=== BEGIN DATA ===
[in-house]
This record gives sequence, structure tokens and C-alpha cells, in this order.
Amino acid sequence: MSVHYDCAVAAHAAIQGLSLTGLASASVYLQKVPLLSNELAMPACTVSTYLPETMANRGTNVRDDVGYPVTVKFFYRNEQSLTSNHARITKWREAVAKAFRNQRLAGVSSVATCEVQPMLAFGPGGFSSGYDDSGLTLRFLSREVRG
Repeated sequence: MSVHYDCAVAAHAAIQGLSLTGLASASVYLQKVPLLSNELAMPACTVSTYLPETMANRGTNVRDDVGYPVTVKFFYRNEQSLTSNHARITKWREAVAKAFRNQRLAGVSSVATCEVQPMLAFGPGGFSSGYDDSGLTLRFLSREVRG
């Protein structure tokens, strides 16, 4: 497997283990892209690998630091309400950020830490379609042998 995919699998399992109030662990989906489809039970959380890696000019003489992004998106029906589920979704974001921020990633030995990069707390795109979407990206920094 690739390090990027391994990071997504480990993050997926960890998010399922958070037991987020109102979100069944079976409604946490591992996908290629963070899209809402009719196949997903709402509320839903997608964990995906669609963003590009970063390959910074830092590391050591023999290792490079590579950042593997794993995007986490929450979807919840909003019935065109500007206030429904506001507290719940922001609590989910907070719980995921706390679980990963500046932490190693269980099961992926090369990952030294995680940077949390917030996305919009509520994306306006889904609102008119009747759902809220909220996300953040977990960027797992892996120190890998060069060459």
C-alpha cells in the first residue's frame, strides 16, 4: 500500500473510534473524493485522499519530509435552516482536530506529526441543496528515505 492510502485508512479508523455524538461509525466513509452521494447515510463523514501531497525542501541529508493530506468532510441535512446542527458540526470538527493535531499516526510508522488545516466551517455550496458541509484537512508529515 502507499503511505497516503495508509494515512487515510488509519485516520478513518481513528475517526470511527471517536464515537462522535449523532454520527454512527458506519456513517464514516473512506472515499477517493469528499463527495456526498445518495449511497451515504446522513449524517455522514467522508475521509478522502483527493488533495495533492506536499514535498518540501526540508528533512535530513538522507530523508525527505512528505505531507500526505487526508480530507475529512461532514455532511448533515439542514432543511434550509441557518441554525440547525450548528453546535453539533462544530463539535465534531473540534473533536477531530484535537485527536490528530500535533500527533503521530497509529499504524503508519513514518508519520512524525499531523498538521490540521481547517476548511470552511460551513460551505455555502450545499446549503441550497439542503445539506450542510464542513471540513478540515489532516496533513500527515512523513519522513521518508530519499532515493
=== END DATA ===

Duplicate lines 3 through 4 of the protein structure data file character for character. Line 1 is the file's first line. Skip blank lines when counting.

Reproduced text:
Amino acid sequence: MSVHYDCAVAAHAAIQGLSLTGLASASVYLQKVPLLSNELAMPACTVSTYLPETMANRGTNVRDDVGYPVTVKFFYRNEQSLTSNHARITKWREAVAKAFRNQRLAGVSSVATCEVQPMLAFGPGGFSSGYDDSGLTLRFLSREVRG
Repeated sequence: MSVHYDCAVAAHAAIQGLSLTGLASASVYLQKVPLLSNELAMPACTVSTYLPETMANRGTNVRDDVGYPVTVKFFYRNEQSLTSNHARITKWREAVAKAFRNQRLAGVSSVATCEVQPMLAFGPGGFSSGYDDSGLTLRFLSREVRG